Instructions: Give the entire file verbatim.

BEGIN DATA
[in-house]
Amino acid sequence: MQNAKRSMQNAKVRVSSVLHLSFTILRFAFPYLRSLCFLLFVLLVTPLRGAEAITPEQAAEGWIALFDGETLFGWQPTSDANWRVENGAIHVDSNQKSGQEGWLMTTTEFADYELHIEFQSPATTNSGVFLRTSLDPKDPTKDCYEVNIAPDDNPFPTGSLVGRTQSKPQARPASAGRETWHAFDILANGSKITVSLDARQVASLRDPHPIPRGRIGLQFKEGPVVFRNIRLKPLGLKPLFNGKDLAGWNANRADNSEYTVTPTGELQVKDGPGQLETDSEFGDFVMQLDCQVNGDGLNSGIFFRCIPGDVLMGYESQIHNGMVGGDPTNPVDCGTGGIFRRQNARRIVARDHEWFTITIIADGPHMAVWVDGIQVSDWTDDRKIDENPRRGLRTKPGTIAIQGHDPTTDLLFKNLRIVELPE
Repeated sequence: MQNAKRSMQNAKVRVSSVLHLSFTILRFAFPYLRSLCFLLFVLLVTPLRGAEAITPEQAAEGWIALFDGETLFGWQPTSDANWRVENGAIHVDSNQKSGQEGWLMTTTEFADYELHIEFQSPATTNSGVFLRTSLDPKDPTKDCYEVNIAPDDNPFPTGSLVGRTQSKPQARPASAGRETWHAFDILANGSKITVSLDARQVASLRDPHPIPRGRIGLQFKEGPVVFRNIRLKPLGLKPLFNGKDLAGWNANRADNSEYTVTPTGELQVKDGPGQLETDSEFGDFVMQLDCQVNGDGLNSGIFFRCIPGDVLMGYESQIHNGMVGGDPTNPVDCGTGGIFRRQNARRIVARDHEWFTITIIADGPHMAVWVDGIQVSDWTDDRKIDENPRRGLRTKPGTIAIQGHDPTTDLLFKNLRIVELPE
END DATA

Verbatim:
[in-house]
Amino acid sequence: MQNAKRSMQNAKVRVSSVLHLSFTILRFAFPYLRSLCFLLFVLLVTPLRGAEAITPEQAAEGWIALFDGETLFGWQPTSDANWRVENGAIHVDSNQKSGQEGWLMTTTEFADYELHIEFQSPATTNSGVFLRTSLDPKDPTKDCYEVNIAPDDNPFPTGSLVGRTQSKPQARPASAGRETWHAFDILANGSKITVSLDARQVASLRDPHPIPRGRIGLQFKEGPVVFRNIRLKPLGLKPLFNGKDLAGWNANRADNSEYTVTPTGELQVKDGPGQLETDSEFGDFVMQLDCQVNGDGLNSGIFFRCIPGDVLMGYESQIHNGMVGGDPTNPVDCGTGGIFRRQNARRIVARDHEWFTITIIADGPHMAVWVDGIQVSDWTDDRKIDENPRRGLRTKPGTIAIQGHDPTTDLLFKNLRIVELPE
Repeated sequence: MQNAKRSMQNAKVRVSSVLHLSFTILRFAFPYLRSLCFLLFVLLVTPLRGAEAITPEQAAEGWIALFDGETLFGWQPTSDANWRVENGAIHVDSNQKSGQEGWLMTTTEFADYELHIEFQSPATTNSGVFLRTSLDPKDPTKDCYEVNIAPDDNPFPTGSLVGRTQSKPQARPASAGRETWHAFDILANGSKITVSLDARQVASLRDPHPIPRGRIGLQFKEGPVVFRNIRLKPLGLKPLFNGKDLAGWNANRADNSEYTVTPTGELQVKDGPGQLETDSEFGDFVMQLDCQVNGDGLNSGIFFRCIPGDVLMGYESQIHNGMVGGDPTNPVDCGTGGIFRRQNARRIVARDHEWFTITIIADGPHMAVWVDGIQVSDWTDDRKIDENPRRGLRTKPGTIAIQGHDPTTDLLFKNLRIVELPE